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Masti ki paathshaala

Priya Chaphekar visits a school that is part of the Teach for India Movement and comes away impressed

Used to watching kids around me cribbing (I have done my share of it too) about school and throwing tantrums for that sparkling pencil or latest school bag, the kids of the Globe Mill municipality school in Mumbai were an eye-opener. The school is a symbol of the Teach for India Movement, which along with the NGO Muktangan and the BMC, is doing a great job of educating the underprivileged.

As you enter the school, you will see a line of neatly arranged footwear. The corridor is decorated with drawings and colourful bags hung from hooks. The clean surroundings are remarkable. You won’t find a single biscuit wrapper on your way.

Ruchira Banerjee, who is a Teach for India fellow, introduced me to her class of approximately 40 seven-year-old kids. I was greeted by a loud “good morning”. When asked about her equation with the kids, Ruchira said, “The kids often call me mummy; they sit on my lap. Coming to Muktangan was great because the NGO already has some of the techniques in place and the teachers are very co-operative. I start with a group hug because that helps the kids open up, they can then talk to you about anything.”

“Children here come from diverse backgrounds.” said Gaurav Verma, another Teach for India fellow, who teaches the Std II kids. “The parents of some kids are rag pickers, whereas the others are auto-rickshaw drivers, tailors, carpenters and clerks — basically low-income backgrounds. Some of the kids also come from disturbed families where his/her mother is regularly beaten up.” It is heart-breaking when a child comes to you and says, “Mujhe maro, mujhe kuch farak nahin padta.”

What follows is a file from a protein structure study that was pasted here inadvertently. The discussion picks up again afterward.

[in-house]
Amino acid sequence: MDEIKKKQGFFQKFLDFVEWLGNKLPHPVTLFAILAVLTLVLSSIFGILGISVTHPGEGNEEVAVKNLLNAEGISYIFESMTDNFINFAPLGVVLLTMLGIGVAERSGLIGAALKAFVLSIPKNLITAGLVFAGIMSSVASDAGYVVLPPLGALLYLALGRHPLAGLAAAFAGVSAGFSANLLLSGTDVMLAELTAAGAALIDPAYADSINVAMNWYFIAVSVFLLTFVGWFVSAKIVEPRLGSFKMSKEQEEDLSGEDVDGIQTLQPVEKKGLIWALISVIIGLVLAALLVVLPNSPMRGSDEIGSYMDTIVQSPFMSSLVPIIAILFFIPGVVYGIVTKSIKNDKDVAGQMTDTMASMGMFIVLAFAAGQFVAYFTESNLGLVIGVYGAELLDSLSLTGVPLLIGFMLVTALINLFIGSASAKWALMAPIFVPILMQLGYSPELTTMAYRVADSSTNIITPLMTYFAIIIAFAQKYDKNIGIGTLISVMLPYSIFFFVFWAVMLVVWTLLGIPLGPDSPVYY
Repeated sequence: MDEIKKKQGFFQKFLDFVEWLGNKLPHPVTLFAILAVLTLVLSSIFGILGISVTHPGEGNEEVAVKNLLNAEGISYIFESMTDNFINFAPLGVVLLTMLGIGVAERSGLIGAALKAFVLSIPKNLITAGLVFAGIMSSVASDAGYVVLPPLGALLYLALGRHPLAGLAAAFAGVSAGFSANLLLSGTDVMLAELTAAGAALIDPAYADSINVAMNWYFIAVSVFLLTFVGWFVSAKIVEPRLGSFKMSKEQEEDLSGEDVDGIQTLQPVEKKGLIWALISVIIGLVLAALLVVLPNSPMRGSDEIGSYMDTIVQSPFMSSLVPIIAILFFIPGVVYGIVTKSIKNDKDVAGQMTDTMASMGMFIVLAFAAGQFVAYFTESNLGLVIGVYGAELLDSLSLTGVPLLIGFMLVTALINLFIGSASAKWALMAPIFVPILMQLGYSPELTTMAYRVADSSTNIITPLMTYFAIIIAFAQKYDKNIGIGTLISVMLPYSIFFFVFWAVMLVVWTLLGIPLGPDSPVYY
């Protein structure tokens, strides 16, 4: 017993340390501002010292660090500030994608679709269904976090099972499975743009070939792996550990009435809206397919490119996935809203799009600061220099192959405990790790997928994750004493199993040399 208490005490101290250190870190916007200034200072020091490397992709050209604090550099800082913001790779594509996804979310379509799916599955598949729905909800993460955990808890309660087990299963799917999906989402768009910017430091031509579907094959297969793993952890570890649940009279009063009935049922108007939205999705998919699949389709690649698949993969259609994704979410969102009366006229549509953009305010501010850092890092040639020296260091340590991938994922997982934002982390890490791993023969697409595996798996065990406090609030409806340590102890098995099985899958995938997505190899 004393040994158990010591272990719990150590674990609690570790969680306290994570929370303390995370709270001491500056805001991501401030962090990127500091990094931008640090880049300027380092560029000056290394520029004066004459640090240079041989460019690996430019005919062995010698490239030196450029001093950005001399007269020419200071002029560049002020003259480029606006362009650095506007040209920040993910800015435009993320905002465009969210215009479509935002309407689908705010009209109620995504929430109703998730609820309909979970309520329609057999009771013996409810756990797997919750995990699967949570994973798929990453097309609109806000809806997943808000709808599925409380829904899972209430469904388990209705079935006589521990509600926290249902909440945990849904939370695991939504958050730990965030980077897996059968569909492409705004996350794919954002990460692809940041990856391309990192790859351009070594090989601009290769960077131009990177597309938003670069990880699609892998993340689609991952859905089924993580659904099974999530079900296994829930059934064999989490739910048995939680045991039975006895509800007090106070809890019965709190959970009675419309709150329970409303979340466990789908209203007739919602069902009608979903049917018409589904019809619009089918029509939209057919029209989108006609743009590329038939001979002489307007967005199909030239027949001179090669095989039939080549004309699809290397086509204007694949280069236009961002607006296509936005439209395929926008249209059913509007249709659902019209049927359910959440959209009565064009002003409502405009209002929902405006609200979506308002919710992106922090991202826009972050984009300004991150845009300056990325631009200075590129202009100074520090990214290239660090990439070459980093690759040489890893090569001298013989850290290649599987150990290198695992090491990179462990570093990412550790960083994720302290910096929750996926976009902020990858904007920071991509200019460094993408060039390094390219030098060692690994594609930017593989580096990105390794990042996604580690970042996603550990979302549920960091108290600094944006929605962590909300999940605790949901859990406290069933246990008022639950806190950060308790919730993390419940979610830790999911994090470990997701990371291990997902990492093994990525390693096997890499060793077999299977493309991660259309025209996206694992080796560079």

Apart from the usual subjects like maths, languages and EVS that most Std II children study, Teach for India has introduced a new subject called Circle Time. “It is a time where we sit in a circle so that everybody is on the same platform. It is not a teacher-student relationship during that time. We are peers and we share our lives and feelings, sing jingles, and strengthen the bond.” explained Gaurav.

Teach for India also insists that the children have two meals during the school time. “We have a short-recess and a long-recess. The breakfast is taken care of by the school where they are given a bowl of khichadi or kheer and a fruit. Sometimes, we give them packaged milk and biscuits. They have to get lunch from home and it has to be a vegetable and chapatti. Once a week we allow them to get something different.” said Gaurav while serving breakfast to the children. And by the way the kids took out their hand-made tablemats and laid them under their bowls, it was evident that the teachers placed a lot of emphasis on manners and etiquettes as well.

“Muktangan believes that the teacher-student ratio shouldn’t be more than 10:1. We have 4 teachers per class so that we can build a close bond. I have also incorporated pranayam in their course, I teach them to meditate, relax and visualise. I teach them dancing as well.” said Ruchira.

“The kids have opened up to me big time. They are free to touch my hair, play with my dupatta and say anything about me. If I’m not sitting upright, they tell me to because I have given them that liberty. Until and unless they can talk to you as a friend, they won’t open up.” she added.

And it is fascinating just how quickly they accept you. Five minutes with them and they were revealing their secrets, posing for close-ups, asking me when I would visit them again or if I would be their teacher. I can’t wait to go back. What are you waiting for?

-Priya Chaphekar

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